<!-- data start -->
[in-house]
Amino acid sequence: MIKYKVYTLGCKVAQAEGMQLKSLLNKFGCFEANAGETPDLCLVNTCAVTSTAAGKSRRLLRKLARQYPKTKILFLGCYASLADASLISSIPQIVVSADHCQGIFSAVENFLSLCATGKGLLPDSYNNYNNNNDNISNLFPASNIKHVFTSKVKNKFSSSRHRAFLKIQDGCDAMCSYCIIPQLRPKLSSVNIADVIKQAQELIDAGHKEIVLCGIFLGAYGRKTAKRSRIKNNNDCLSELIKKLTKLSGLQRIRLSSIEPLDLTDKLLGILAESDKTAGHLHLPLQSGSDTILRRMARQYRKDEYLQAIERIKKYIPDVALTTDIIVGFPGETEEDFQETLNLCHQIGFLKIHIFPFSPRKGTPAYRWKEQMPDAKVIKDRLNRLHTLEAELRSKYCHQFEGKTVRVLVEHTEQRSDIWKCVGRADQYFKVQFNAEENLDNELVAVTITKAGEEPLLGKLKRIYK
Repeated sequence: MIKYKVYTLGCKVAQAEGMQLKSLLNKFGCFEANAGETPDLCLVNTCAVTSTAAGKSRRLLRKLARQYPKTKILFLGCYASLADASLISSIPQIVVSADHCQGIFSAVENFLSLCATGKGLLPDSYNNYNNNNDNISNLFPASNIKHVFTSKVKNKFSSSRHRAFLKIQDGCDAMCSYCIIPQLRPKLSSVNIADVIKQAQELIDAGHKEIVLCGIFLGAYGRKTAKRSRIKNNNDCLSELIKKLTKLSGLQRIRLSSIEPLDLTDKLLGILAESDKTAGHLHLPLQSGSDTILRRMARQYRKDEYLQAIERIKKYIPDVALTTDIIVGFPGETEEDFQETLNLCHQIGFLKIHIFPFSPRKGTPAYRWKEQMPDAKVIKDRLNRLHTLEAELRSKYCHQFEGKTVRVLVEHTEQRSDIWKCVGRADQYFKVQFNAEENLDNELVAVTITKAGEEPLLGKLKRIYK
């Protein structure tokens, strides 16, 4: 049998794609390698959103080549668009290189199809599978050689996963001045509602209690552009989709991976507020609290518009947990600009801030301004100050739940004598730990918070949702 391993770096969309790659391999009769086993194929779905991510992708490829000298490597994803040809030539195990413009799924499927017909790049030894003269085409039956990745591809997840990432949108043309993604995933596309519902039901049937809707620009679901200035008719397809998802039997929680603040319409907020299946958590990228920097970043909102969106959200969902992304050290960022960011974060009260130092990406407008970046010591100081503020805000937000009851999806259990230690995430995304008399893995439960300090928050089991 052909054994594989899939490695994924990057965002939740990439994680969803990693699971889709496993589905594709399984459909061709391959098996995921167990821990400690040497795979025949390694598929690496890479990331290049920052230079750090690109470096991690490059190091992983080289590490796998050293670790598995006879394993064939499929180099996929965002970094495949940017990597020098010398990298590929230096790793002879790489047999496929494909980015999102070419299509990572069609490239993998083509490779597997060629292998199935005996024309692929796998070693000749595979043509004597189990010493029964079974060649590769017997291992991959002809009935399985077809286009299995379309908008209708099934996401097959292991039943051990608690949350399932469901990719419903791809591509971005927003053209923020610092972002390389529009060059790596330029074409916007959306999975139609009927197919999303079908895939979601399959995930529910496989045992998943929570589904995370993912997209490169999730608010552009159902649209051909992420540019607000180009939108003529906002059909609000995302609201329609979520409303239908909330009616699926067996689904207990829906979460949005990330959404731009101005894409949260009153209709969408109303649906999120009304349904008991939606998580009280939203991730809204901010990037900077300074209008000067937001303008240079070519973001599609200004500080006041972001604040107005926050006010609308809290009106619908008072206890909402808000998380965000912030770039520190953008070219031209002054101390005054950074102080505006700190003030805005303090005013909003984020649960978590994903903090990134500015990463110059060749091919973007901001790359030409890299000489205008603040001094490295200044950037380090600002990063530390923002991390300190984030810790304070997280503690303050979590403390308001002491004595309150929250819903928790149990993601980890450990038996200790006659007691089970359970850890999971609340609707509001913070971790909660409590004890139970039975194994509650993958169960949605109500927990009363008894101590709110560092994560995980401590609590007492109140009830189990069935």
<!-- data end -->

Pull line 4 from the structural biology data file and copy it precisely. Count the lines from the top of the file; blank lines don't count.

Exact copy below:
């Protein structure tokens, strides 16, 4: 049998794609390698959103080549668009290189199809599978050689996963001045509602209690552009989709991976507020609290518009947990600009801030301004100050739940004598730990918070949702 391993770096969309790659391999009769086993194929779905991510992708490829000298490597994803040809030539195990413009799924499927017909790049030894003269085409039956990745591809997840990432949108043309993604995933596309519902039901049937809707620009679901200035008719397809998802039997929680603040319409907020299946958590990228920097970043909102969106959200969902992304050290960022960011974060009260130092990406407008970046010591100081503020805000937000009851999806259990230690995430995304008399893995439960300090928050089991 052909054994594989899939490695994924990057965002939740990439994680969803990693699971889709496993589905594709399984459909061709391959098996995921167990821990400690040497795979025949390694598929690496890479990331290049920052230079750090690109470096991690490059190091992983080289590490796998050293670790598995006879394993064939499929180099996929965002970094495949940017990597020098010398990298590929230096790793002879790489047999496929494909980015999102070419299509990572069609490239993998083509490779597997060629292998199935005996024309692929796998070693000749595979043509004597189990010493029964079974060649590769017997291992991959002809009935399985077809286009299995379309908008209708099934996401097959292991039943051990608690949350399932469901990719419903791809591509971005927003053209923020610092972002390389529009060059790596330029074409916007959306999975139609009927197919999303079908895939979601399959995930529910496989045992998943929570589904995370993912997209490169999730608010552009159902649209051909992420540019607000180009939108003529906002059909609000995302609201329609979520409303239908909330009616699926067996689904207990829906979460949005990330959404731009101005894409949260009153209709969408109303649906999120009304349904008991939606998580009280939203991730809204901010990037900077300074209008000067937001303008240079070519973001599609200004500080006041972001604040107005926050006010609308809290009106619908008072206890909402808000998380965000912030770039520190953008070219031209002054101390005054950074102080505006700190003030805005303090005013909003984020649960978590994903903090990134500015990463110059060749091919973007901001790359030409890299000489205008603040001094490295200044950037380090600002990063530390923002991390300190984030810790304070997280503690303050979590403390308001002491004595309150929250819903928790149990993601980890450990038996200790006659007691089970359970850890999971609340609707509001913070971790909660409590004890139970039975194994509650993958169960949605109500927990009363008894101590709110560092994560995980401590609590007492109140009830189990069935």